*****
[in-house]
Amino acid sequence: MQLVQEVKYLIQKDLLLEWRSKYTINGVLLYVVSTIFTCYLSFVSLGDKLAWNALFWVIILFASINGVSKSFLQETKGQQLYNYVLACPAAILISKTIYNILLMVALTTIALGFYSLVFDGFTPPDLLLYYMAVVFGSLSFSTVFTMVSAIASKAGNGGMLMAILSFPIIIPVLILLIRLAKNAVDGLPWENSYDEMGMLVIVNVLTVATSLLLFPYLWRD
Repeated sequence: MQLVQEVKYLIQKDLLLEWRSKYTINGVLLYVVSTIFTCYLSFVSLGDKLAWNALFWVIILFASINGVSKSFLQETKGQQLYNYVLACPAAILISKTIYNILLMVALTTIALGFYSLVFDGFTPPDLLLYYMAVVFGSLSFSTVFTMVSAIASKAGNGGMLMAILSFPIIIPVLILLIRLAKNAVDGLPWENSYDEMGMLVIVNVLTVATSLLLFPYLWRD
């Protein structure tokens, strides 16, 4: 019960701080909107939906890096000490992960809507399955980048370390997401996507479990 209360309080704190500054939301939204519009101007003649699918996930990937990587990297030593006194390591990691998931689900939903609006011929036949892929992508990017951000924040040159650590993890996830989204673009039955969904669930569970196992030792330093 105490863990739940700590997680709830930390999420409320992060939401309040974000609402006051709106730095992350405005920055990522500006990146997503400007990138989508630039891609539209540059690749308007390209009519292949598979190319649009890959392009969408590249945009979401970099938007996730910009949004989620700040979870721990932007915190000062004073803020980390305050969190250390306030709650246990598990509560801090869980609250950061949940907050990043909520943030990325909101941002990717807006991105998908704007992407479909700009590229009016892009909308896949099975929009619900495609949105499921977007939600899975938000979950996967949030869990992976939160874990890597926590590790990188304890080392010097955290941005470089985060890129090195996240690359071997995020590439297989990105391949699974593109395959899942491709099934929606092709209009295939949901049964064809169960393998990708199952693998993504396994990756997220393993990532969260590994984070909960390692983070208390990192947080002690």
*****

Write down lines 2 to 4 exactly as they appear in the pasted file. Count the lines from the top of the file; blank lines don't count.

Amino acid sequence: MQLVQEVKYLIQKDLLLEWRSKYTINGVLLYVVSTIFTCYLSFVSLGDKLAWNALFWVIILFASINGVSKSFLQETKGQQLYNYVLACPAAILISKTIYNILLMVALTTIALGFYSLVFDGFTPPDLLLYYMAVVFGSLSFSTVFTMVSAIASKAGNGGMLMAILSFPIIIPVLILLIRLAKNAVDGLPWENSYDEMGMLVIVNVLTVATSLLLFPYLWRD
Repeated sequence: MQLVQEVKYLIQKDLLLEWRSKYTINGVLLYVVSTIFTCYLSFVSLGDKLAWNALFWVIILFASINGVSKSFLQETKGQQLYNYVLACPAAILISKTIYNILLMVALTTIALGFYSLVFDGFTPPDLLLYYMAVVFGSLSFSTVFTMVSAIASKAGNGGMLMAILSFPIIIPVLILLIRLAKNAVDGLPWENSYDEMGMLVIVNVLTVATSLLLFPYLWRD
């Protein structure tokens, strides 16, 4: 019960701080909107939906890096000490992960809507399955980048370390997401996507479990 209360309080704190500054939301939204519009101007003649699918996930990937990587990297030593006194390591990691998931689900939903609006011929036949892929992508990017951000924040040159650590993890996830989204673009039955969904669930569970196992030792330093 105490863990739940700590997680709830930390999420409320992060939401309040974000609402006051709106730095992350405005920055990522500006990146997503400007990138989508630039891609539209540059690749308007390209009519292949598979190319649009890959392009969408590249945009979401970099938007996730910009949004989620700040979870721990932007915190000062004073803020980390305050969190250390306030709650246990598990509560801090869980609250950061949940907050990043909520943030990325909101941002990717807006991105998908704007992407479909700009590229009016892009909308896949099975929009619900495609949105499921977007939600899975938000979950996967949030869990992976939160874990890597926590590790990188304890080392010097955290941005470089985060890129090195996240690359071997995020590439297989990105391949699974593109395959899942491709099934929606092709209009295939949901049964064809169960393998990708199952693998993504396994990756997220393993990532969260590994984070909960390692983070208390990192947080002690």